The majority of the inhabitants here are not hard-core climbers. They’re semiexperienced mountaineers/clients with the dream of climbing Everest. Most of them have been successful in another walk of life and for some reason have always had the desire to attempt Everest. And, knowing full well how long it took them to learn their own businesses, they’re wisely willing to pay for expertise and guidance to try Everest. It’s easy to mock these aspirants, but why? They could be blowing their $50,000 on blow in Vegas, killing some rare species in Africa, or cruising up and down in some absurdly expensive automobile. Instead, they’re willing to risk their lives going up through the Khumbu Icefall multiple times, willing to puke from altitude sickness, willing to spend sleepless nights on the ice, willing to spend days in Camp 2 with a splitting headache, willing to push their bodies beyond anything they’ve ever even imagined, just to stand on top of the world. That’s passion! I don’t care what anyone says. Indeed, these clients may well have more passion for Everest than anyone else on the mountain, since almost all the others—the guides, the Sherpas, the professional climbers, the journalists—are all being paid to be here in one way or another. The clients: Hell, they’re willing to fork over their hard-earned dough to suffer. That’s right. You come to Everest, and above Base Camp, you suffer.

Cory Richards
Expedition leader Conrad Anker shaves in Base Camp.
Cory Richards
The North Face athlete Hilaree O'Neill showers in Everest Base Camp.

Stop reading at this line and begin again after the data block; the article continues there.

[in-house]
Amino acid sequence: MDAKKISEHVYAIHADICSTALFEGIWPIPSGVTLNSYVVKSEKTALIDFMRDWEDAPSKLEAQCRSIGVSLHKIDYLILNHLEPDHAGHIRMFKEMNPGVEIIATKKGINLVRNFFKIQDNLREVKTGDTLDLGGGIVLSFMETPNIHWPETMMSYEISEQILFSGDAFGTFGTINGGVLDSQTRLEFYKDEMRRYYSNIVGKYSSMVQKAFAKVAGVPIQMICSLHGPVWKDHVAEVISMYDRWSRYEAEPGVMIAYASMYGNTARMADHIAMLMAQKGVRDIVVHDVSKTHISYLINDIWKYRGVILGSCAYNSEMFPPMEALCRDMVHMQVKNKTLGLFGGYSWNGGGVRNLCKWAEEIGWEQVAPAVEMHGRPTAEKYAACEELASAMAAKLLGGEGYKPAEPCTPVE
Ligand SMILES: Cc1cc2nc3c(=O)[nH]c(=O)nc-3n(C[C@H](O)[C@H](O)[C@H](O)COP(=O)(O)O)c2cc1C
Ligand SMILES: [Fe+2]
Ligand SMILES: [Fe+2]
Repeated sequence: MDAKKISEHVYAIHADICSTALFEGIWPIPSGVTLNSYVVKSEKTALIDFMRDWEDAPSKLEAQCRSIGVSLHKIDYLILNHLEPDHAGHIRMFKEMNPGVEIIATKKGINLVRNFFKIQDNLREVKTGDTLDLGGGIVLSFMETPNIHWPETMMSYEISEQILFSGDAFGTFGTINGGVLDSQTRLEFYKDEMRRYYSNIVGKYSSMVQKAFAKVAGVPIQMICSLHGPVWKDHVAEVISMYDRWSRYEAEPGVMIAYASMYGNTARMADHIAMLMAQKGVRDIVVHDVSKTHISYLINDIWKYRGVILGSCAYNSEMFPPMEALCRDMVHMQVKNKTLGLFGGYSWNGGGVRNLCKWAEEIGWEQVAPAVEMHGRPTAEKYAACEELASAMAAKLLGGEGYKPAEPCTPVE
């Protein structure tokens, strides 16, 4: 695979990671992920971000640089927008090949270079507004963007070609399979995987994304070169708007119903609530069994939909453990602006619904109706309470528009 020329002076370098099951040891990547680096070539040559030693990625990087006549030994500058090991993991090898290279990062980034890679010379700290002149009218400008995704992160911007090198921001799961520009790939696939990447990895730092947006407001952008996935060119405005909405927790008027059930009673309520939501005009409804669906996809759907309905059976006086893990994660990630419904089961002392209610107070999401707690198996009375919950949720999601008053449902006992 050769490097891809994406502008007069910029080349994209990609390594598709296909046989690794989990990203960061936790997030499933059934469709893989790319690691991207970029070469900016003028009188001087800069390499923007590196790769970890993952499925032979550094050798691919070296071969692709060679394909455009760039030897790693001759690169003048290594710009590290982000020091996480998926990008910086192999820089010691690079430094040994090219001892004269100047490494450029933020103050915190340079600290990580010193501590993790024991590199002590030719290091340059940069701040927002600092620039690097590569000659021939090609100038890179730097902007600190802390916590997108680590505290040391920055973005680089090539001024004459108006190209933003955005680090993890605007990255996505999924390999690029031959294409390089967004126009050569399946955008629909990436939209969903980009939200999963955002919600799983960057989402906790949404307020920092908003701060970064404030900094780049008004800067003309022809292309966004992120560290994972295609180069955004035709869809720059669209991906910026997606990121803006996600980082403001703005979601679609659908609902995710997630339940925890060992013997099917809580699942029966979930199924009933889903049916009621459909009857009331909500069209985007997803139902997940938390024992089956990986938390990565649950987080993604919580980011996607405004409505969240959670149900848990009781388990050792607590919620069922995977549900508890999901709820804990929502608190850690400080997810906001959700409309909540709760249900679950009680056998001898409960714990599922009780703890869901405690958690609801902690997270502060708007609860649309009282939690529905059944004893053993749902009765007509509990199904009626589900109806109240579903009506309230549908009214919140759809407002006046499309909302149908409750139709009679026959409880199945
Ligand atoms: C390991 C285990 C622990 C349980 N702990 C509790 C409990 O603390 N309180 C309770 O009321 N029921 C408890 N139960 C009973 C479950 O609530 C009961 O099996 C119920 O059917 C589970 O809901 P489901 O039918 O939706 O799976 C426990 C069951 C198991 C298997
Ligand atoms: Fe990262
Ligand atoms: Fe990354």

Some purists have scoffed at the commercialization of Everest in the past two decades, but it’s no different than what happened to the Matterhorn or Mount Blanc in the Alps. At least the Nepalis had the good sense not to take the sacred Everest region away from the Sherpa people and carve the heads of famous politicians into the highest mountain on earth. On the contrary, the commercialization of Everest has been an economic miracle for the Sherpa. Namche Bazar is the richest village in all of Nepal, and many Sherpas are now sending their kids to school in Kathmandu. Some even send them to college in the United States.

Others detractors, most of whom have never been here, snootily surmised that with the increase in guided clients, the death rate on Everest would soar. In fact, the opposite has been true. Back in the good old ‘70s, there was about a 30 percent chance that you’d die if you summited Everest. Today, that number is down to about 2 percent. Commercial guiding has indeed partially tamed the wild animal of Everest, but don’t fool yourself: It’s still a merciless mountain that periodically, if unpredictably, roars and consumes a meal of human flesh.